I don't agree with someone paying 15% and the next guy paying 40% just because he makes more. On top of that, there should not be phaseouts of credits and deductions based on income. If I can take the standard deduction, then so should the next guy. Our tax structure right now is ridiculous. I got my first glimpse of it during this semester in Federal Income Tax and it's ridiculous. The rules, the phaseouts, the different brackets, etc. are completely disgusting (for a lack of better word). Then we have sin taxes, sales taxes, and gains taxes. What if we came along and said that "Everyone pays 25% regardless of what you make". Obviously that number is made up and I have no idea how that would affect tax revenue but you get the idea. I'm all about SIMPLE and fair... not being progressively punishing of those that are successful. It's easy to feel bad for ourselves because we see someone else who is making a lot more money than us but I don't think that they should have to pay a higher percentage in taxes to cover my lack of income tax.

It's all wishful thinking though because the math behind taxes is over my head :-)

Anonymous said...

Buffett blasts system that lets him pay less tax than secretary
June 28, 2007
Tom Bawden in New York

Warren Buffett, the third-richest man in the world, has criticised the US tax system for allowing him to pay a lower rate than his secretary and his cleaner.

Speaking at a $4,600-a-seat fundraiser in New York for Senator Hillary Clinton, Mr Buffett, who is worth an estimated $52 billion (£26 billion), said: “The 400 of us [here] pay a lower part of our income in taxes than our receptionists do, or our cleaning ladies, for that matter. If you’re in the luckiest 1 per cent of humanity, you owe it to the rest of humanity to think about the other 99 per cent.”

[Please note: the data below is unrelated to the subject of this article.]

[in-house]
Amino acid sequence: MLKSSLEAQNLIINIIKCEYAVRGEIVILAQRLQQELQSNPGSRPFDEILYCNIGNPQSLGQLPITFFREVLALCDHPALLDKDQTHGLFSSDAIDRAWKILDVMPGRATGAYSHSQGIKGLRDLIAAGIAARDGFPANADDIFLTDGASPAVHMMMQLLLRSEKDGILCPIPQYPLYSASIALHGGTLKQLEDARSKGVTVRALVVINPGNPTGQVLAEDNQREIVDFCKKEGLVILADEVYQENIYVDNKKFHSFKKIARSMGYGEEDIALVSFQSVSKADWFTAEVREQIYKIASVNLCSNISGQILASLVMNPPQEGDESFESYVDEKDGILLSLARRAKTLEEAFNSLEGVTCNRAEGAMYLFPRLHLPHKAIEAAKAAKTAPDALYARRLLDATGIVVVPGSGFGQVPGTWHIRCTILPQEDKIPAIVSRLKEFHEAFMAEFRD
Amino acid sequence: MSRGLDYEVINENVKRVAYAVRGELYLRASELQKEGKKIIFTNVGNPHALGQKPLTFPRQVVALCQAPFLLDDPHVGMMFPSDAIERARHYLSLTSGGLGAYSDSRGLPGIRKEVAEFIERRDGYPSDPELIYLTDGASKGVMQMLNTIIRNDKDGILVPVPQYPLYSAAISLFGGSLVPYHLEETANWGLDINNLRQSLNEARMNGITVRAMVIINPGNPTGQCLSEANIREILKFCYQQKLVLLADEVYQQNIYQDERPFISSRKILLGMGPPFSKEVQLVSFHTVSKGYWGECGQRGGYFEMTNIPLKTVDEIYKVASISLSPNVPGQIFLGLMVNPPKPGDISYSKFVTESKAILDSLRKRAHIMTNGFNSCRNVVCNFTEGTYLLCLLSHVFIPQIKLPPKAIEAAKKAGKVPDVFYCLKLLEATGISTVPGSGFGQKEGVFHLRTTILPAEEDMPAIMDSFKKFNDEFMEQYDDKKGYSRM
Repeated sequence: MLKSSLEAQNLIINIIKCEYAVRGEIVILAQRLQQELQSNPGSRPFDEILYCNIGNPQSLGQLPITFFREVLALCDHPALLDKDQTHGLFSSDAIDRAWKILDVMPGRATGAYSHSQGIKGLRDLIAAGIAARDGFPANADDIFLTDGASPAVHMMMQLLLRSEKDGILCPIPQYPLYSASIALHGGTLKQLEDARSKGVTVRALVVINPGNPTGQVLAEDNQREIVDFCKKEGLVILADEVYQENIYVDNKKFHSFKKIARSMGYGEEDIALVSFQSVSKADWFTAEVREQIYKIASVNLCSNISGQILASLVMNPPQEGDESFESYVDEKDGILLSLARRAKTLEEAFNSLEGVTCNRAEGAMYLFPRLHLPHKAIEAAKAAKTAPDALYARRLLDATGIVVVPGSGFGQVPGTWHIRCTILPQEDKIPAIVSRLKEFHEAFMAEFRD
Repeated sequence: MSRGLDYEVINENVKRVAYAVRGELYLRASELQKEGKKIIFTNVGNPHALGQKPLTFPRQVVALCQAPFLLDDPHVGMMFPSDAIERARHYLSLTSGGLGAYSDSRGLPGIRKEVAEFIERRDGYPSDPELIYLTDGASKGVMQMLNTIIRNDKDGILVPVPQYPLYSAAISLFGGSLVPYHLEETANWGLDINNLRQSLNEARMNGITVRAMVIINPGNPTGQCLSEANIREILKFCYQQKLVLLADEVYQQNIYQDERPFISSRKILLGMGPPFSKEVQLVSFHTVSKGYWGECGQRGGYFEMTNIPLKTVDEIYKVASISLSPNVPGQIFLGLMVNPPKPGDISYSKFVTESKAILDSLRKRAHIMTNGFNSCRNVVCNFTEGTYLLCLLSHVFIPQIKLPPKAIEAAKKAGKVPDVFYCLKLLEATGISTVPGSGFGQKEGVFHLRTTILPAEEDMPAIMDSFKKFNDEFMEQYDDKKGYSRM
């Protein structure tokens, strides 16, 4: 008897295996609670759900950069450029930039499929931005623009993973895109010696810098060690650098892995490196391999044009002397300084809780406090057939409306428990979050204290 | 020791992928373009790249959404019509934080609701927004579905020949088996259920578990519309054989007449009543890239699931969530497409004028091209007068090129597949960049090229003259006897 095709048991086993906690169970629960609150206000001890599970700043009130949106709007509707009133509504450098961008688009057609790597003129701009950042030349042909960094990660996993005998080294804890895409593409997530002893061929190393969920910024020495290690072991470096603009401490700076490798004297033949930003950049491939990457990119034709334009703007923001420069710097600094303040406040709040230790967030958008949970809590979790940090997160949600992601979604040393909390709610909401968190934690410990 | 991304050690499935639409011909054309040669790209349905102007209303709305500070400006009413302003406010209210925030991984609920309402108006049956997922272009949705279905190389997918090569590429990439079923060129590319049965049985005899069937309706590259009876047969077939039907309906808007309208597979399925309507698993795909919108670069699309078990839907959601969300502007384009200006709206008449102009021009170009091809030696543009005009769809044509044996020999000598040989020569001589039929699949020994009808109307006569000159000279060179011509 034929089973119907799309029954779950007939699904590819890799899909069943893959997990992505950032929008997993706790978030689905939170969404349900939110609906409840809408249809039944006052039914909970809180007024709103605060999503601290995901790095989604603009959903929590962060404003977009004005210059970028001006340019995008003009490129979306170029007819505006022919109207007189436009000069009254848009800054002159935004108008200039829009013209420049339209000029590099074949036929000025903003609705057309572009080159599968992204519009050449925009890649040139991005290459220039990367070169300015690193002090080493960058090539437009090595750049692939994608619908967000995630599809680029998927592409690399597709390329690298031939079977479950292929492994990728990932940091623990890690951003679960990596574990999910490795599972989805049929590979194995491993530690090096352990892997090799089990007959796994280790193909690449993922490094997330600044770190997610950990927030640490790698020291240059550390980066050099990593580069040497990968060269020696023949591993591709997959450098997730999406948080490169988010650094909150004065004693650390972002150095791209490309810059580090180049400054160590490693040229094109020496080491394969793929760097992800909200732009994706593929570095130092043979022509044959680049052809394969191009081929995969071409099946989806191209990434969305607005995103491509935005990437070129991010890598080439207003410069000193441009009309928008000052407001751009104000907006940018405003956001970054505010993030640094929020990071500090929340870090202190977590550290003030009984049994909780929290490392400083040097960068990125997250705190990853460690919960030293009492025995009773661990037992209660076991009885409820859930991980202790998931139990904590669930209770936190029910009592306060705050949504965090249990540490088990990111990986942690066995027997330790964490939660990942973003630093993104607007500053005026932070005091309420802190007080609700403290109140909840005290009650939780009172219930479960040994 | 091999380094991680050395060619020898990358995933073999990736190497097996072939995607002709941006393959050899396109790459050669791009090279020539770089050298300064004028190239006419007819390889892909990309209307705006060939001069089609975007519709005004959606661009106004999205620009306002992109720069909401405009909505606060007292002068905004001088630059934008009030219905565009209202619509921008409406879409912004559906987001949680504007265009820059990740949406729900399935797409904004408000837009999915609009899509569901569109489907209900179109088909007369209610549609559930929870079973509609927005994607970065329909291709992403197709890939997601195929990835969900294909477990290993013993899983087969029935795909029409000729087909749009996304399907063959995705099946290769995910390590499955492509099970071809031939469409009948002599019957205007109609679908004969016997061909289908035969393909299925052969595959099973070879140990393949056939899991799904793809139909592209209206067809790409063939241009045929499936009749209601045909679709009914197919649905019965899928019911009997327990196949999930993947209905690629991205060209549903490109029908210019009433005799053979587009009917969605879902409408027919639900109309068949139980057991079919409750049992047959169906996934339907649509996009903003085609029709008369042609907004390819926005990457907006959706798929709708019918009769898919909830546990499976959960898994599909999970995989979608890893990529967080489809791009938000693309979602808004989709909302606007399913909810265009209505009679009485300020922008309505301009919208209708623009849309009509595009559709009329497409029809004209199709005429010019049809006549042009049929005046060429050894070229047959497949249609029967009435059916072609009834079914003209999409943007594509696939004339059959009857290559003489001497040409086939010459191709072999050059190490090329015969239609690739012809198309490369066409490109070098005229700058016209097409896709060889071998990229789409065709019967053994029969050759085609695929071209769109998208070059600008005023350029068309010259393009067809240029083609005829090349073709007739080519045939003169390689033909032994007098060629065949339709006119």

Mr Buffett said that he was taxed at 17.7 per cent on the $46 million he made last year, without trying to avoid paying higher taxes, while his secretary, who earned $60,000, was taxed at 30 per cent. Mr Buffett told his audience, which included John Mack, the chairman of Morgan Stanley, and Alan Patricof, the founder of the US branch of Apax Partners, that US government policy had accentuated a disparity of wealth that hurt the economy by stifling opportunity and motivation.


Mpeterson said...

I'm kind of almost nearly not unsympathetic toward the flat-tax idea... mainly because it'd eliminate a lot of the loopholes now in the law that privilege the richest Americans. Over the years of filing schedules C and D I'd noticed that smaller businesses are taxed at rates higher than a lot of larger businesses. That's not fair. I'm always just shocked whenever, Kevin here for instance, goes off on the damage of taxation to "business owners" as if he was in the same league as the truly large corporations which have paid for loopholes in the tax code that shift the burden to smaller companies.

I guess we could talk about what "fair share" means, but again, I haven't seen a better definition than Rawls'... so I'm sticking with that one. A little progressive is fine.